Wet Plate Collodion Orbs
The “City” is the continuing theme of my photographic work, particularly the architecture and changing light found in such man-made environments.
My series of Orbs was created using Wet Plate Collodion methods as part of my final body of work for a Master in Fine Art at Aberystwyth University. The photographic series resulted from revisiting a number of places where I have lived and loved. Documenting the changes over time in each of these urban places became a process of reconnection for me personally. However, the intention was also to capture something of the atmosphere and sensibility of those places that will resonate with the viewer.
The locations across the United Kingdom have been a long and enduring source of inspiration. The different styles of architecture and materials used to create these familiar places are significant to the location and place themselves. Through various projects, I complied images and notes of the subtle differences I observed in the towns and cities. From the design features conceived by the skilled craftsmen who originally created them, it is possible to tell which side of the river you are on, county you are travelling through, or country you are in.
Some of these small details can be found in the lampposts and ironwork around the cities. I can walk the same route through a city and notice something new each time.
From a technical point of view, I use the historic process of Wet Plate Collodion. The process has technical and aesthetic qualities different from that of digital and other negative processes. Indeed, on the BBC Four series Britain in Focus: A Photographic History, the Photographer John Brewer said, “Wet Plate Collodion is like Victorian Polaroid”. The speed, unpredictability and fragility in the processing stages certainly support this view. Exposure times and the sensitivity to light can be manipulated to distort the image and consequently engender a certain nostalgic or romantic emotional response to each scene.
I am firstly inspired by the connections I have with a location-how the structures, smells, and sound of the place stick in my mind, and secondly, by how I can capture that moment through photographic processes that have developed and grown since these cities were forged.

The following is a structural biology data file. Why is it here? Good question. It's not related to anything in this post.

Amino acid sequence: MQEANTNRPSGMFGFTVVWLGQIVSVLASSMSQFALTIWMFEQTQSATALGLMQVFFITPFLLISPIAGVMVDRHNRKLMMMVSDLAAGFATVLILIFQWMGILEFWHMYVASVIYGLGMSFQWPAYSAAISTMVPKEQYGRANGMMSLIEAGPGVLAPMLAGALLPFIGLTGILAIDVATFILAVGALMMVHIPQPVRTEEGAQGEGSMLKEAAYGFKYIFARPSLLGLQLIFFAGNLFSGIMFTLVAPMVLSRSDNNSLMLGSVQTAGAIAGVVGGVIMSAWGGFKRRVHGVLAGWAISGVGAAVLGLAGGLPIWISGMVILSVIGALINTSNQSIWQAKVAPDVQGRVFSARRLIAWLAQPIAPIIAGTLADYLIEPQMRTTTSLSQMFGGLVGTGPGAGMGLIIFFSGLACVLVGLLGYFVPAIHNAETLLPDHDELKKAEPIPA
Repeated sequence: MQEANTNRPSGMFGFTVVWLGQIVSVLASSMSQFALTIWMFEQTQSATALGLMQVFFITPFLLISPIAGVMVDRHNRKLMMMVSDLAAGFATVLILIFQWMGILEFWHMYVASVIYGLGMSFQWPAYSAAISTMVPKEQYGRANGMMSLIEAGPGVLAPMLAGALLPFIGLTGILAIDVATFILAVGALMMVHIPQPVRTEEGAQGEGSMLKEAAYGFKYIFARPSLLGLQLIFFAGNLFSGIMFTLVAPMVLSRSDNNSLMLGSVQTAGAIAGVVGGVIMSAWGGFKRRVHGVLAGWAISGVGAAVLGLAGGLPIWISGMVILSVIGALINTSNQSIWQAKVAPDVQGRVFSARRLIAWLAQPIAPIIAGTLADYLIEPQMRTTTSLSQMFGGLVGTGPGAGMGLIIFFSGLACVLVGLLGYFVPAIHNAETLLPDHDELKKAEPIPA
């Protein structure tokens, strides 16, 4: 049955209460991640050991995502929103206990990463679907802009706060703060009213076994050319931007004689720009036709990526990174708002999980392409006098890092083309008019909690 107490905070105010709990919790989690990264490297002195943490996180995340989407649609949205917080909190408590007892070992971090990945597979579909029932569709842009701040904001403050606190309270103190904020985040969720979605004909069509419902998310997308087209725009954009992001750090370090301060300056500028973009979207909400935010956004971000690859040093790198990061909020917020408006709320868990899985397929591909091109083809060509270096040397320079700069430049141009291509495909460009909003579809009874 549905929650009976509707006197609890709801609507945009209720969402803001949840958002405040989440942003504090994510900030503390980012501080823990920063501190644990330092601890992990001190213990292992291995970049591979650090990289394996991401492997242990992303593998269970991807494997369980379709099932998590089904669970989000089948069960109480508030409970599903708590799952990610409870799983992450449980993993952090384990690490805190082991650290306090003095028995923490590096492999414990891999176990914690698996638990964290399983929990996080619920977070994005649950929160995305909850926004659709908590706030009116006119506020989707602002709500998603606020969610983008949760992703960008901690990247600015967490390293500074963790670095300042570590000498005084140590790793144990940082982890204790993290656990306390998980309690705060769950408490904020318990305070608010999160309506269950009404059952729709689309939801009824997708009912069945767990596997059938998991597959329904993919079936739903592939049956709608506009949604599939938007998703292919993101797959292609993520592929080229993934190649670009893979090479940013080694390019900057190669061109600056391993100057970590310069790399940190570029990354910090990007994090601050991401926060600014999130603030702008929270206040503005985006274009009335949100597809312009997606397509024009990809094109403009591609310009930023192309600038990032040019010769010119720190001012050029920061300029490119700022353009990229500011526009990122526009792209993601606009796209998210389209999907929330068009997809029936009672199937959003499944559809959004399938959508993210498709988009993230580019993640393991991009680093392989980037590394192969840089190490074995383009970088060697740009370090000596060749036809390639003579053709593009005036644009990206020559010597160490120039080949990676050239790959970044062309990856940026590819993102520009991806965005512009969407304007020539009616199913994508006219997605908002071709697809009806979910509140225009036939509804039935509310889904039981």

In my current and ongoing series of Polaroid prints, I use light manipulation and distortion to capture a scene, and further explore locations I have visited before.
I use a Polaroid 104 camera and Fuji Film Fp100c to capture and create single, double and long exposure pieces. I have had to learn about the inner workings of my camera due to its age. When I travel, I always carry a selection of small flat head screwdrivers and electrical tape to fix it on location. I also can disable the timer and shutter release to explore different methods of shooting.
Through experimentation, I also learned to gauge the light and exposure length of the field on location. The results vary based on the quality of light available and the timing used. When creating double exposures, I make small changes to the exposure so that the colour saturation is not lost and the subtle layers can develop over each other. Lens manipulation is also important. By using fish eye and zoom lenses, I try to push the limits of focal length available.
The unpredictable nature of the camera and the film make each print an exciting reveal. Not being able to predict the final outcome of the photograph has, made thedrive for the 'perfect depiction' of a scene irrelevant. I find it more relevant to capture a time, the moment and light of the location.
As I experimented with the medium, I also explored using multiple exposures. Some images were taken at the same location days or weeks apart– taking away the ability to determine the exact end piece.
Throughout this collection of work the prints are connected; These have been selected based on the type of light, colouration, manipulation or emotional connection to that location.
The images in this set all explore the ideas and themes of enchantment and escapism, the memories of childhood, and reaching back to those environments. The carousel is a familiar ride at the fairground and yet each one has its own design. The names on the horses change and the colours of the paintings and lights vary. By using different exposures and temperatures at the development stage, I manipulated the colours to accentuate the atmosphere and look of each carousel.
The second half of the set explores escapism through architecture and light. Being drawn to gothic architecture, a mixture of monuments and cathedrals has become an ongoing feature in my work across the different formats. For myself, these places and objects are challenging paradoxes, as they give a sense of safety, surety and direction whilst dominating a landscape in an almost oppressive nature.
The age of the cathedrals themselves shows they have stood the test of time and changes within culture, faith and styles. The open halls and high ceilings, often highly decorated, were once a sign of the wealth of belief within the walls. The cathedral’s purposefully placed windows allow light to pour in, highlighting the direction to take. Through extension of the exposure, I aim to capture the falling light in these beautiful buildings. The monuments and statues I have shot also have an oppressive presence from the light cutting through the clouds or emanating from the fixed lighting.
I want to capture that moment when you wake up from a vivid dream just before the details fade away; when the morning light hits your eyes, every detail of the dream is cut through and the memory starts to fade leaving just impressions of colour and forms within the images.
As a series of work, I cannot yet see an endpoint. Each new or revisited environment has the potential to shed new light on a building or object. The loss of the format may determine the end of an aesthetic chapter within my practice.